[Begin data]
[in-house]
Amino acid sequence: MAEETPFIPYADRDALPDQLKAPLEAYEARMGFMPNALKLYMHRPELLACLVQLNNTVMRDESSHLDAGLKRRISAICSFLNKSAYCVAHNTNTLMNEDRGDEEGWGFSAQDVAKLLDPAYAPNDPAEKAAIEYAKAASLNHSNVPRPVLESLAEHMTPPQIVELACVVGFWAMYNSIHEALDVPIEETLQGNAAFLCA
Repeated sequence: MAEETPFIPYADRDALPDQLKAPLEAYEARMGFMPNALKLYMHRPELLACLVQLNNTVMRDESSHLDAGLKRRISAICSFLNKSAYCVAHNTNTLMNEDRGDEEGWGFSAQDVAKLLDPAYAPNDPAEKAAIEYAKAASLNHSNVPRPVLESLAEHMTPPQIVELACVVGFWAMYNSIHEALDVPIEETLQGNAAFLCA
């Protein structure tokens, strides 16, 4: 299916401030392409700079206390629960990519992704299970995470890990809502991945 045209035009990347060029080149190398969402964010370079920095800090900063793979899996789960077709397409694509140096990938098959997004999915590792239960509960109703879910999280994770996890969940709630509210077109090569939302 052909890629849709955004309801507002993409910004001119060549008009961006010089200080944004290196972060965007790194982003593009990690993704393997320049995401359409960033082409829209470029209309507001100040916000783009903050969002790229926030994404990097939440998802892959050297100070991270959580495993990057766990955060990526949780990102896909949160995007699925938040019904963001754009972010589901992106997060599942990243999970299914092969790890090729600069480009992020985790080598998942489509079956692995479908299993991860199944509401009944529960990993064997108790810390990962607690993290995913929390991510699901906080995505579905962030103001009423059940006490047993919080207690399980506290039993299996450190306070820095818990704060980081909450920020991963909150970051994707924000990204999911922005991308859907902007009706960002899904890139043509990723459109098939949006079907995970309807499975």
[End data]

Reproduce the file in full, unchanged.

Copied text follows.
[in-house]
Amino acid sequence: MAEETPFIPYADRDALPDQLKAPLEAYEARMGFMPNALKLYMHRPELLACLVQLNNTVMRDESSHLDAGLKRRISAICSFLNKSAYCVAHNTNTLMNEDRGDEEGWGFSAQDVAKLLDPAYAPNDPAEKAAIEYAKAASLNHSNVPRPVLESLAEHMTPPQIVELACVVGFWAMYNSIHEALDVPIEETLQGNAAFLCA
Repeated sequence: MAEETPFIPYADRDALPDQLKAPLEAYEARMGFMPNALKLYMHRPELLACLVQLNNTVMRDESSHLDAGLKRRISAICSFLNKSAYCVAHNTNTLMNEDRGDEEGWGFSAQDVAKLLDPAYAPNDPAEKAAIEYAKAASLNHSNVPRPVLESLAEHMTPPQIVELACVVGFWAMYNSIHEALDVPIEETLQGNAAFLCA
């Protein structure tokens, strides 16, 4: 299916401030392409700079206390629960990519992704299970995470890990809502991945 045209035009990347060029080149190398969402964010370079920095800090900063793979899996789960077709397409694509140096990938098959997004999915590792239960509960109703879910999280994770996890969940709630509210077109090569939302 052909890629849709955004309801507002993409910004001119060549008009961006010089200080944004290196972060965007790194982003593009990690993704393997320049995401359409960033082409829209470029209309507001100040916000783009903050969002790229926030994404990097939440998802892959050297100070991270959580495993990057766990955060990526949780990102896909949160995007699925938040019904963001754009972010589901992106997060599942990243999970299914092969790890090729600069480009992020985790080598998942489509079956692995479908299993991860199944509401009944529960990993064997108790810390990962607690993290995913929390991510699901906080995505579905962030103001009423059940006490047993919080207690399980506290039993299996450190306070820095818990704060980081909450920020991963909150970051994707924000990204999911922005991308859907902007009706960002899904890139043509990723459109098939949006079907995970309807499975």